"We need to go beyond that and ask what's wrong with Prop 71 that must be changed," said Simpson. "We need an outside analysis by unbiased observers. A good, hard-nosed look by the Little Hoover Commission at CIRM's operations would be a good first step."
Simpson said that because all Californians are paying for Prop 71, all should benefit from it. When there are cures and treatments resulting from the $6 billion taxpayers will spend on the project, they should be affordable and accessible.
"We need a provision that allows the State Attorney General to intervene if drugs or therapies funded by the stem cell agency are priced unreasonably," said Simpson. "We've seen too many cases where companies benefit from publicly funded research and then set prices at obscene levels. They act like socialists when seeking research funding but are greedy capitalists when there are profits on the table."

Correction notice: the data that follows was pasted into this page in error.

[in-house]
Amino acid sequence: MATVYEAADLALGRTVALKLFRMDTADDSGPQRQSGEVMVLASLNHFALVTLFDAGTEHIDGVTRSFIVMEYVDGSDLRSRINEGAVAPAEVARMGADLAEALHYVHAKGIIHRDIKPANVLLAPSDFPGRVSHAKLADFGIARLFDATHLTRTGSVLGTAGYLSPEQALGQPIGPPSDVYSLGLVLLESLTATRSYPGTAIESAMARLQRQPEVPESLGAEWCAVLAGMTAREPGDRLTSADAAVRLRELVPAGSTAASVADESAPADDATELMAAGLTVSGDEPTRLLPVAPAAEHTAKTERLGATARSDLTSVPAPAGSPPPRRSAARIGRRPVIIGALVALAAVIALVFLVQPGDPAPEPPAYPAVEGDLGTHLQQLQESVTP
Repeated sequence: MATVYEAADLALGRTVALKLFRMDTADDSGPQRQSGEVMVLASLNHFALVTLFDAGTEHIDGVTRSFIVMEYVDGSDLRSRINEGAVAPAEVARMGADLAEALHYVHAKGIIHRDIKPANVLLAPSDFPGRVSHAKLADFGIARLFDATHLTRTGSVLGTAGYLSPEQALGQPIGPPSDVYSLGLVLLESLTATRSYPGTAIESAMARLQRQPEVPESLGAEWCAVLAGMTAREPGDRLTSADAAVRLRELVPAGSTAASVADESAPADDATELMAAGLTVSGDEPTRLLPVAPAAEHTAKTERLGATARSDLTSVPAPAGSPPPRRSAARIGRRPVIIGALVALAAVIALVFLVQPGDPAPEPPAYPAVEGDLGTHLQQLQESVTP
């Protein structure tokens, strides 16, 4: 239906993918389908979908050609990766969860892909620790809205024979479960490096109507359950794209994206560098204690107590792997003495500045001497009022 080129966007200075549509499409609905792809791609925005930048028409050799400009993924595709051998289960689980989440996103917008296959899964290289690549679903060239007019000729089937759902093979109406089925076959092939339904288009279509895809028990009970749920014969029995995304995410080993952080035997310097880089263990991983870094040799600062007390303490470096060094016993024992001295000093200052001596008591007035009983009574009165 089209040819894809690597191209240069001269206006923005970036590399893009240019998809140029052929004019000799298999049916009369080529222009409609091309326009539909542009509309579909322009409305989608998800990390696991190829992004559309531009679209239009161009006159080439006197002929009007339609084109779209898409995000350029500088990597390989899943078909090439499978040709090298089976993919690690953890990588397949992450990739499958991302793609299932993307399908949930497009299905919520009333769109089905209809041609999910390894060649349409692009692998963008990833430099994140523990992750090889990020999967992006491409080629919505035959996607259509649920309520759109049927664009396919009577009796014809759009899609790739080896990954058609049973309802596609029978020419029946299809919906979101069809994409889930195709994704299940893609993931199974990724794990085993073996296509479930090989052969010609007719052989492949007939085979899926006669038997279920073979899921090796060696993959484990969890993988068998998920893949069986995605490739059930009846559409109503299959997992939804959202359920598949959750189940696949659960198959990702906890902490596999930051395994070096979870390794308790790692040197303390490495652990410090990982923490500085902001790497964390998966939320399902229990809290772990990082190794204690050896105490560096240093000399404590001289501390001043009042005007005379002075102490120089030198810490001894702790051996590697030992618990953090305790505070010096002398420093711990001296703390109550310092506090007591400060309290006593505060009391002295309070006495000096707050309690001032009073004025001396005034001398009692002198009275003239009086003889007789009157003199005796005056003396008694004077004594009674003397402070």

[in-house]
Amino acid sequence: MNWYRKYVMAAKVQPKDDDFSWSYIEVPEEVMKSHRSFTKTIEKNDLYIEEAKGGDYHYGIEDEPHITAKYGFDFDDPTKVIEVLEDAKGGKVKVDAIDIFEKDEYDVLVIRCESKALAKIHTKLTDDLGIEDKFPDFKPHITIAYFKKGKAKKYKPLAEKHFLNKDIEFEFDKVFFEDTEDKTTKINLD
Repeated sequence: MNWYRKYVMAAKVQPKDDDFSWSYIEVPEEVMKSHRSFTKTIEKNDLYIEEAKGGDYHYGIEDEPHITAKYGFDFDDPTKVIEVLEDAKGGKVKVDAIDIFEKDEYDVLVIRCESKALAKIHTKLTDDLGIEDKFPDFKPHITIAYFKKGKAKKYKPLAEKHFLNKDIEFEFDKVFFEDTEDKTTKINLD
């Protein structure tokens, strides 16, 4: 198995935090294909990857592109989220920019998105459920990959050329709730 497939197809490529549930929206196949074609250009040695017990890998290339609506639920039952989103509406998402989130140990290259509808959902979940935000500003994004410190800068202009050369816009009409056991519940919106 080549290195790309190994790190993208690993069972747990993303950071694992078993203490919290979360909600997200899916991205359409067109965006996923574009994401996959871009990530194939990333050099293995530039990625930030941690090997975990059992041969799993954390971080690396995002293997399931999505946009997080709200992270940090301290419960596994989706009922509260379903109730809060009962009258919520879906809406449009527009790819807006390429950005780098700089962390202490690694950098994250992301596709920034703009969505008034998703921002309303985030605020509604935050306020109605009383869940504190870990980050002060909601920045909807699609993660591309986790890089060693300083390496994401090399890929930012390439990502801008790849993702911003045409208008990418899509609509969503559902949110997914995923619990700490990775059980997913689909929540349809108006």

Proposition 71 that created CIRM provides that the act can be amended three years after the initiative was passed. Amendments require a super-majority of 70 percent. The initiative passed by 59 percent of Californians in 2004. Consumer Watchdog's Stem Cell Oversight and Accountability Project is working to ensure that California's landmark stem cell research program offers accessible and affordable cures and treatments to the taxpayers who have funded it. The program will sell $3 billion in bonds over a decade to fund stem cell research. Financing charges mean the project, the largest source of stem cell research funding in the world, will cost California taxpayers $6 billion.
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|SOURCE Consumer Watchdog|
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